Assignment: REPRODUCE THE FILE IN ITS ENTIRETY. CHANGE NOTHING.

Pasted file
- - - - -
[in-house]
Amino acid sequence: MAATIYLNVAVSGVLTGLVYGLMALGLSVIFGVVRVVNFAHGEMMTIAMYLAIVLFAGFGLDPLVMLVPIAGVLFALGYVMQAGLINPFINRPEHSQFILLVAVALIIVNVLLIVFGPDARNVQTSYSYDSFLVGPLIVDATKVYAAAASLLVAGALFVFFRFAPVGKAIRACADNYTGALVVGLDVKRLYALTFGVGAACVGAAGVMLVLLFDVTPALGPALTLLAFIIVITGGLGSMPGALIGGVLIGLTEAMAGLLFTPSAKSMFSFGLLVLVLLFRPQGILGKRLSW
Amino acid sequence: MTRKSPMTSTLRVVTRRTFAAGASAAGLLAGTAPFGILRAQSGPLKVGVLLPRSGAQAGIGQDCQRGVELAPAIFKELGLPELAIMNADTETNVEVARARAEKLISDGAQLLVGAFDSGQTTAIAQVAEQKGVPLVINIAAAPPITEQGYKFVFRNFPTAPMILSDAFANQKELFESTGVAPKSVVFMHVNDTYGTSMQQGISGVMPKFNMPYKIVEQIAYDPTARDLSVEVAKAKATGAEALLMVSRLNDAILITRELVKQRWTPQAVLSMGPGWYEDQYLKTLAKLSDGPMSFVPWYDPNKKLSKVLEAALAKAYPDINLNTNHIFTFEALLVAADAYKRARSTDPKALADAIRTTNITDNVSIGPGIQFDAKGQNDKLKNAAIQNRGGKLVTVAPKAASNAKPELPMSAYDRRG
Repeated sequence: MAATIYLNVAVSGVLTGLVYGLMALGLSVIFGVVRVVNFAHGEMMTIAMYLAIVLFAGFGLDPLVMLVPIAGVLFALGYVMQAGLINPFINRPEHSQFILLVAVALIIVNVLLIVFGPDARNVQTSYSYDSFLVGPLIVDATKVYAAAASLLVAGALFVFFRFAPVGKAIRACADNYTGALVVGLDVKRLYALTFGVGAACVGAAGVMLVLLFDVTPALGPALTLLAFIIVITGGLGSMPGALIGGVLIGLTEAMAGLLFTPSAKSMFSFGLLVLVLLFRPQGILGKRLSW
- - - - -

[in-house]
Amino acid sequence: MAATIYLNVAVSGVLTGLVYGLMALGLSVIFGVVRVVNFAHGEMMTIAMYLAIVLFAGFGLDPLVMLVPIAGVLFALGYVMQAGLINPFINRPEHSQFILLVAVALIIVNVLLIVFGPDARNVQTSYSYDSFLVGPLIVDATKVYAAAASLLVAGALFVFFRFAPVGKAIRACADNYTGALVVGLDVKRLYALTFGVGAACVGAAGVMLVLLFDVTPALGPALTLLAFIIVITGGLGSMPGALIGGVLIGLTEAMAGLLFTPSAKSMFSFGLLVLVLLFRPQGILGKRLSW
Amino acid sequence: MTRKSPMTSTLRVVTRRTFAAGASAAGLLAGTAPFGILRAQSGPLKVGVLLPRSGAQAGIGQDCQRGVELAPAIFKELGLPELAIMNADTETNVEVARARAEKLISDGAQLLVGAFDSGQTTAIAQVAEQKGVPLVINIAAAPPITEQGYKFVFRNFPTAPMILSDAFANQKELFESTGVAPKSVVFMHVNDTYGTSMQQGISGVMPKFNMPYKIVEQIAYDPTARDLSVEVAKAKATGAEALLMVSRLNDAILITRELVKQRWTPQAVLSMGPGWYEDQYLKTLAKLSDGPMSFVPWYDPNKKLSKVLEAALAKAYPDINLNTNHIFTFEALLVAADAYKRARSTDPKALADAIRTTNITDNVSIGPGIQFDAKGQNDKLKNAAIQNRGGKLVTVAPKAASNAKPELPMSAYDRRG
Repeated sequence: MAATIYLNVAVSGVLTGLVYGLMALGLSVIFGVVRVVNFAHGEMMTIAMYLAIVLFAGFGLDPLVMLVPIAGVLFALGYVMQAGLINPFINRPEHSQFILLVAVALIIVNVLLIVFGPDARNVQTSYSYDSFLVGPLIVDATKVYAAAASLLVAGALFVFFRFAPVGKAIRACADNYTGALVVGLDVKRLYALTFGVGAACVGAAGVMLVLLFDVTPALGPALTLLAFIIVITGGLGSMPGALIGGVLIGLTEAMAGLLFTPSAKSMFSFGLLVLVLLFRPQGILGKRLSW